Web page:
Going to Gemba Isn’t Sufficient

By Ron Pereira Updated on November 8th, 2021

As I’ve mentioned before I’m one of several coaches for a high school football team here in Texas. Like just about every other high school football team (and many middle school teams) we film every game and carefully dissect each and every play with detailed notes for the players to review.

Quickly Identify Abnormalities

What’s especially interesting about this process is how easy it is to spot abnormalities on film. For example, when an offensive end doesn’t seal the edge during a running play it jumps right out when you slowly watch the play frame by frame.

On the other hand, during the actual game, it’s not always easy to spot these issues. If a defender bursts through the line of scrimmage it’s not uncommon for coaches to yell “where did that guy come from…who had him?!”

To counter this issue we now have JV players (who may not play in the varsity game) film every play from field level with an iPad which allows coaches to quickly watch the playback right after it happens. We don’t use this iPad footage for the “official” film study…but it really helps during the game. To be sure, without film study we’d be at a huge disadvantage.

Lean Thinking Video Use

And while the video camera has long been used for lean thinking activities like SMED / Quick Changeover I personally feel it’s an underutilized tool. We often speak about going to gemba, or the place the work is done, in order to see what’s happening. And, make no mistake, this is crucial. But, I dare say, simply going to gemba isn’t sufficient.

When we’re trying to study the movement of people and equipment using video is extremely effective. You and your team are able to sit back, and really study, what’s happening frame by frame. And if trimming minutes, or even seconds, from a process is important, breaking down the film in order to identify things like the wastes of motion and transportation will almost certainly add value.

Beware of Danger

And while video is powerful…it’s also potentially dangerous to your lean thinking efforts. When people feel like they’re being watched, or judged, or asked “to go faster,” the stress hormone cortisol will flood their bodies. Not good.

So, the worst thing, I repeat worst thing, you can do is simply run out to gemba and start filming people with your smartphone. In some countries this is illegal…and everywhere else it’s just a bad idea. A better approach is to follow this 3-step process:

  1. Communicate that the purpose of filming is to study the process in order to make the work safer and easier to do. Explain it’s not to simply make people work harder or faster.
  2. Ask the folks doing the actual work to film one another instead of someone who may not be familiar. This typically reduces the stress levels of everyone involved.
  3. Involve the people being filmed during the “film breakdown” study. They will typically have the best ideas for how to make things better plus it’s the respectful thing to do.

I’d be curious to hear in the comments below, or on LinkedIn, if you have used, or currently use, video to study and improve your processes. What’s worked well? What have you learned?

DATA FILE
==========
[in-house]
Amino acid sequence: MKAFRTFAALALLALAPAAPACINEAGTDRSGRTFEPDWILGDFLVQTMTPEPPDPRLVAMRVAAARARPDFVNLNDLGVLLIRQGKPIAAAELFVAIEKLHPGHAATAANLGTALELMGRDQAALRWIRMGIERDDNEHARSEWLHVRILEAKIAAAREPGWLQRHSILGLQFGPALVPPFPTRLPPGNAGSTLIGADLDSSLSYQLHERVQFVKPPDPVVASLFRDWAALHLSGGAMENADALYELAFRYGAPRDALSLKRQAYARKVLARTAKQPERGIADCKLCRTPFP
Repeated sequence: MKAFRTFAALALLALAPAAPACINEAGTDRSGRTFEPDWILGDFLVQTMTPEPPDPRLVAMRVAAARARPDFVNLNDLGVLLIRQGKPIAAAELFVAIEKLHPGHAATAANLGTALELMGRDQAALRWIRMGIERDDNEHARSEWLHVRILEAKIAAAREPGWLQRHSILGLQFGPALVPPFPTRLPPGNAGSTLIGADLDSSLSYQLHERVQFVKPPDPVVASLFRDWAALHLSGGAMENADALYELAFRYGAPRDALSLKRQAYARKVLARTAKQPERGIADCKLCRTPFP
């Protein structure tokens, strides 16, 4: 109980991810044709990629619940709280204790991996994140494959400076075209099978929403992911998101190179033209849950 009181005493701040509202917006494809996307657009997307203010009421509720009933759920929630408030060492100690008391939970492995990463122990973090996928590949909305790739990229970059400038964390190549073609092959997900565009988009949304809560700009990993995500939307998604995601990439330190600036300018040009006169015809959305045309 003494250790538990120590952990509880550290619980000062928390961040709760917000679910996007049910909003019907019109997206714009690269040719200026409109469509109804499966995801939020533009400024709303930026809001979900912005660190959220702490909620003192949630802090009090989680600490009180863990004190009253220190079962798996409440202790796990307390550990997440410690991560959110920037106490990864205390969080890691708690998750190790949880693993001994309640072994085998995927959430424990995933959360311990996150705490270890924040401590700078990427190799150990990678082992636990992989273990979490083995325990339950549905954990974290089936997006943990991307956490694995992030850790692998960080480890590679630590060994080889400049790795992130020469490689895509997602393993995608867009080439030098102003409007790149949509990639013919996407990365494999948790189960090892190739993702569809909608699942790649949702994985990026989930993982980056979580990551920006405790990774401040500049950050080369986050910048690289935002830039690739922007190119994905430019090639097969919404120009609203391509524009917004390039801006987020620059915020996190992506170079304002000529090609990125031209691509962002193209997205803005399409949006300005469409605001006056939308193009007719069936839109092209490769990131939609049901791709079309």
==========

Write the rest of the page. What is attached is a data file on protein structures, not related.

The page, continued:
1. Rodney Robbins

    November 8, 2021 - 3:27 pm

    I had a very strange experience using video for a SMED activity. Before we got started, I explained to everyone what we were doing and why. I reassured the operators that we were trying to make the work flow easier, rather than trying to make them go faster. I had the team leader deeply involved in taking and reviewing the videos. Even after watching and timing multiple videos of him and his team doing the work, the team leader insisted that our times from the video were not accurate. One part of the job was filmed on three different occasions with an average of 4.5 minutes per changeover and a range of +/- 30 seconds. The team leader insisted that the task took way longer than that “in the real world.” Even when he looked right at the videos, agreed with the times “in theory,” and saw with his own eyes that most of the lost time during a changeover came from operators doing non-value added activities while the machine was down, he still wouldn’t not accept the evidence of his own eyes. Hard to fathom.

  2. Johnny Piela

    November 10, 2021 - 1:18 pm

    I thought this was a super interesting read. I am currently taking a class on lean thinking and a very largefocus is placed on the gemba walk. However, in my previous experiences with sports, I agree with what you said about how there are things you just miss out on when you’re in the moment. Your eyes can’t see everything, and you can’t perfectly rewind a moment that you saw like you can with a camera to really break down what exactly happened in that moment. I also agree with what you said about how to approach filming workers during process, as it is a very delicate issue especially in these times. People don’t like to be filmed when they are doing nothing, so they would most definitely be anxious if they thought thy were being filmed purely for performance purposes. Good communication between the workers and management is required for filming to be a value added process.

  3. Kim Poulsen

    January 10, 2022 - 7:00 am

    In a manufacturing environment, lots of waste can be observed on Machine motion as well. We take video of our bottleneck equipment and study the interconnected motion of the machine to find cycle time or micro-stop which can be modified by moving sensors, reducing stroke of cylinders, reprogramming robots, or by optimizing the PLC program. The awesome thing on these optimizations is that you gain productivity by the machines which can be an untapped potential. With fast paced machine movements it is close to impossible to detect losses even with a trained eye, and here the video. Try it out

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